Yearly Archives: 2009

Rare Moth Boosts Tally

500th Species is First for Norfolk

A tiny moth with a wingspan of just 12mm has claimed the title as the 500th different moth species recorded on the Sculthorpe Reserve.

The moth Bactra robustana is nationally rare and has not been recorded in Norfolk before.

Moth expert Jon Clifton has been surveying moths between April and October at Sculthorpe Moor since 2004. Visitors keen to learn more had booked on a moth course with Jon at the reserve and the evening was spent identifying moths attracted to light traps.

Jon was delighted to find the tiny moth, which has a wingspan of only 12mm. He needed a microscope to confirm identification.

Bactra robustana belongs to the family Tortricidae (it is a micro moth) and the larval food plant is Sea Club-rush (Scirpus maritimus) so it is believed to be a migrant from the coastal area somewhere in the south-east of England. It is very close in appearance to other Bactra species.

Reserve warden and Conservation Officer Nigel Middleton said,

“This moth may be tiny but it is an important part of the rich biodiversity at Sculthorpe Moor supporting the wild birds of prey that are top predators on the reserve.”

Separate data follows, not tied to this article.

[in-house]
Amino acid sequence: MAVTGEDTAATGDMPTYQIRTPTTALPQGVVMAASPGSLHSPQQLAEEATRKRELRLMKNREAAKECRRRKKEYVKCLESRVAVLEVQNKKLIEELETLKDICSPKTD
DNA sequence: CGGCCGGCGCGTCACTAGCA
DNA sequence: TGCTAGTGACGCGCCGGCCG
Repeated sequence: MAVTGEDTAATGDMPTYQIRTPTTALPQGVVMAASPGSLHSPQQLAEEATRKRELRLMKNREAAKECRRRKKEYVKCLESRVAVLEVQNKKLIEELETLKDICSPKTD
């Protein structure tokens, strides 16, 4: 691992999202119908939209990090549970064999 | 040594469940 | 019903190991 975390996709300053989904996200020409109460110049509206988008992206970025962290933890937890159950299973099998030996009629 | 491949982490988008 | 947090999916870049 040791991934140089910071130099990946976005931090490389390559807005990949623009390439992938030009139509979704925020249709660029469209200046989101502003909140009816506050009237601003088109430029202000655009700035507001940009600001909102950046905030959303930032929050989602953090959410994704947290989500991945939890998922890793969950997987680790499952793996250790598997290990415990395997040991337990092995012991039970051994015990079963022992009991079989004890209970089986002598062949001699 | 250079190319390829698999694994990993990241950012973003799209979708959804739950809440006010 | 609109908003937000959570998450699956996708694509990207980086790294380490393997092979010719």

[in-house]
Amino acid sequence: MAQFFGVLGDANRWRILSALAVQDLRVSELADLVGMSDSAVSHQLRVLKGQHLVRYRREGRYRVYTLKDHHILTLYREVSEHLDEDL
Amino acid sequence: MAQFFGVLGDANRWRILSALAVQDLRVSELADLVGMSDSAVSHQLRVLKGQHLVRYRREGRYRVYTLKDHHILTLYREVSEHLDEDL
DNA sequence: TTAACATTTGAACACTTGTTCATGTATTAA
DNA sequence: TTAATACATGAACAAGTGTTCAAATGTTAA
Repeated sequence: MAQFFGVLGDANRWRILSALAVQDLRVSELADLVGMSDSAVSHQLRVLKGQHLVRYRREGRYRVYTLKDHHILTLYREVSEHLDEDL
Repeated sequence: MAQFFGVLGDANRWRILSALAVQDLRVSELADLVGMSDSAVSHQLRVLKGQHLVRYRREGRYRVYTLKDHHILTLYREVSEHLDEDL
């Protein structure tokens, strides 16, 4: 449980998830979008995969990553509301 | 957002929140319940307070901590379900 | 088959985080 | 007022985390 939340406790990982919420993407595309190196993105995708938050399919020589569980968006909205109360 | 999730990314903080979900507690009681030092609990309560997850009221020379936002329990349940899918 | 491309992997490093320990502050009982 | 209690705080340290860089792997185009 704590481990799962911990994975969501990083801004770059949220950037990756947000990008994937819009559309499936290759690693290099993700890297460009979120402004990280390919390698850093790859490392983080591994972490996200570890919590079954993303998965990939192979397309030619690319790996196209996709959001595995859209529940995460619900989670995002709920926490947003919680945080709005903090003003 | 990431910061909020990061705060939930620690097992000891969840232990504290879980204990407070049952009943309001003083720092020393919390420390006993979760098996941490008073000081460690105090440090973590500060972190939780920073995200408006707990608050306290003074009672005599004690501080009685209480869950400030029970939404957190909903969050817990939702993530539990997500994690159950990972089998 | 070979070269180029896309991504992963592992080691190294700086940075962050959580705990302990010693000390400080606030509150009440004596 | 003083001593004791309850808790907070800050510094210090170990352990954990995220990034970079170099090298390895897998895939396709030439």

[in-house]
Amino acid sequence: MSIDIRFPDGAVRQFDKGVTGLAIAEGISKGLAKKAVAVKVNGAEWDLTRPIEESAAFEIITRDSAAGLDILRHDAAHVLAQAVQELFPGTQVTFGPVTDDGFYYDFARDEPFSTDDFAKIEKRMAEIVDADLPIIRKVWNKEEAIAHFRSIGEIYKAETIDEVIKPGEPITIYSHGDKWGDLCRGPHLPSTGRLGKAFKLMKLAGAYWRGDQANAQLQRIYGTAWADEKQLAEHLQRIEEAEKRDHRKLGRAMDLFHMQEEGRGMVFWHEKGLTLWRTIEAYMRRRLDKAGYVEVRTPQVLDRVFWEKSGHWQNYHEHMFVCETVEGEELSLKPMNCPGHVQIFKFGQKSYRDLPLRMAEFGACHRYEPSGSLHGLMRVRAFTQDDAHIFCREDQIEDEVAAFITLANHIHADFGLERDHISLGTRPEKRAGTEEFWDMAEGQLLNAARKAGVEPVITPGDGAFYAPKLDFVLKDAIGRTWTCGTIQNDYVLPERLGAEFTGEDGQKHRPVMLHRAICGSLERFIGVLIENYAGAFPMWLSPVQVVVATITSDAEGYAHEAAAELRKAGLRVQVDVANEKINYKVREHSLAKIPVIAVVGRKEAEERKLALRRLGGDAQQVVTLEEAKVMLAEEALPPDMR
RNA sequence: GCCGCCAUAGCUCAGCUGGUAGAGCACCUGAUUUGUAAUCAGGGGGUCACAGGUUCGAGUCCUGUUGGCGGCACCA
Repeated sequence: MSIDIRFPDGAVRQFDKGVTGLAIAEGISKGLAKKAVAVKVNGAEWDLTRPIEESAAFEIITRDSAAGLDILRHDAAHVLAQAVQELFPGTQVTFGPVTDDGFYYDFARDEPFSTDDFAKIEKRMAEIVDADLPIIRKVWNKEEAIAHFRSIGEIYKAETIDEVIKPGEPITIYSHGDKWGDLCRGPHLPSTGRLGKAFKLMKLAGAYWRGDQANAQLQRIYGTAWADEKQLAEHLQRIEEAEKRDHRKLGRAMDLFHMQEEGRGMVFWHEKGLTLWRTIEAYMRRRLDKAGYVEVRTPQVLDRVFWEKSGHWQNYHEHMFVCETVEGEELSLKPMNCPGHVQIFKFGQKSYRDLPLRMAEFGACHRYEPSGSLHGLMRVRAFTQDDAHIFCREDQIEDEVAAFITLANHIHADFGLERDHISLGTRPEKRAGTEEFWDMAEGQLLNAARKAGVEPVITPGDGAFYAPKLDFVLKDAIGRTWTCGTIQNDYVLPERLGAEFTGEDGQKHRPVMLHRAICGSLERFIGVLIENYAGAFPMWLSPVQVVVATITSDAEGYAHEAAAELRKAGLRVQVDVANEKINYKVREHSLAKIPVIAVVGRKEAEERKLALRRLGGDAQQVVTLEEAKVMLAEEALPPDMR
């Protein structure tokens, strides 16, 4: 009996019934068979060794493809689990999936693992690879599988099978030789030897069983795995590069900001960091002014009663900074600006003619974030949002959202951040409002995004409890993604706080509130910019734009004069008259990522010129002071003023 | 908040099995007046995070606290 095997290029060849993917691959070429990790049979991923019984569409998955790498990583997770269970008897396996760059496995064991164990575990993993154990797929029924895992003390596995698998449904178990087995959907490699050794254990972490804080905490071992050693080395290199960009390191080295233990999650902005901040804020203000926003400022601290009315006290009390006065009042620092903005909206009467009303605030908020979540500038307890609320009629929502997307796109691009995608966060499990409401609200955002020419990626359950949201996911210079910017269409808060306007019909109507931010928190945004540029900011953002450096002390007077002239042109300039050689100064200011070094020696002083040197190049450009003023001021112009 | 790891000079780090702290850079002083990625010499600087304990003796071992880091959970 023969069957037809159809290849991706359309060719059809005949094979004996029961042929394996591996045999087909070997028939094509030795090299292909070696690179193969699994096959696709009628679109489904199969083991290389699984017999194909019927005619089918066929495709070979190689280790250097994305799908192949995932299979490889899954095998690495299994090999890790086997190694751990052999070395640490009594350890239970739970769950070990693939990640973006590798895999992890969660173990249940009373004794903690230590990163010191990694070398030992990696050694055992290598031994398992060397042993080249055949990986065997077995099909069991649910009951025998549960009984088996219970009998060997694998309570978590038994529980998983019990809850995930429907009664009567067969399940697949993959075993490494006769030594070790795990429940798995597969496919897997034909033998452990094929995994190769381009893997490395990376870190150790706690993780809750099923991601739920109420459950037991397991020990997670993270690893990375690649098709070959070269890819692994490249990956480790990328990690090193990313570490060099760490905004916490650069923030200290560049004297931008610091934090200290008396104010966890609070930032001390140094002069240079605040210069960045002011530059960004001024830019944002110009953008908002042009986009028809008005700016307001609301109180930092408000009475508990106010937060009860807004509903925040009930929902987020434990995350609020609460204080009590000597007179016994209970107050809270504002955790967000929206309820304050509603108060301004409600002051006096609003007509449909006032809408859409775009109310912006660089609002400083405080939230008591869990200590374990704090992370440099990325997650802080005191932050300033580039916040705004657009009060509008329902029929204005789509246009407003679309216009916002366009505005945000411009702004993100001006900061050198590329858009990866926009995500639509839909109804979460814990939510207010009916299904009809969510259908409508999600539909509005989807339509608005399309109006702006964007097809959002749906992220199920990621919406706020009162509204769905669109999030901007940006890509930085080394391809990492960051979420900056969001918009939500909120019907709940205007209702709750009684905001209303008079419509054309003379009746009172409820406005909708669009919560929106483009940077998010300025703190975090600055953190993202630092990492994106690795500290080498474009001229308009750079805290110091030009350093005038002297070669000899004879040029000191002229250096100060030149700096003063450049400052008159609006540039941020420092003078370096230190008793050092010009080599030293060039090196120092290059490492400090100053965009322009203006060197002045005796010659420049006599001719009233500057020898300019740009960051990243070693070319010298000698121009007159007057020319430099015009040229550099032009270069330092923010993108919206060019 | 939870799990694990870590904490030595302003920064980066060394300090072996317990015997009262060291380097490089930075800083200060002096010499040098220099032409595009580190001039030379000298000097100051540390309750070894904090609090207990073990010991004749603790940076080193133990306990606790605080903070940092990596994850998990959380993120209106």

The variety of different habitats on the reserve is the reason for the large number of different moth species found there and Jon predicts that the number of species he records will continue to increase in future.

40th Anniversary T-shirt

Group Launches Fund-Raising T-Shirt Celebrate the 40th anniversary of the Hawk and Owl Trust with a unique T-shirt created by the South Gloucestershire group, based on the official logo. The white cotton T-shirt, modelled here by group member Stuart Robson, comes in sizes: small, medium,large and extra large and ladies’ sizes 8-18. It is available… Continue Reading

The Harriers Are Back

Marsh Harrier Chicks On Camera | 2009 Season Report Marsh harriers are back breeding successfully on the Hawk and Owl Trust’s Sculthorpe Moor nature reserve in north Norfolk, with even more newly hatched chicks (see left) on camera than ever before. Last year one marsh harrier female successfully raised three nestlings to fledging in front… Continue Reading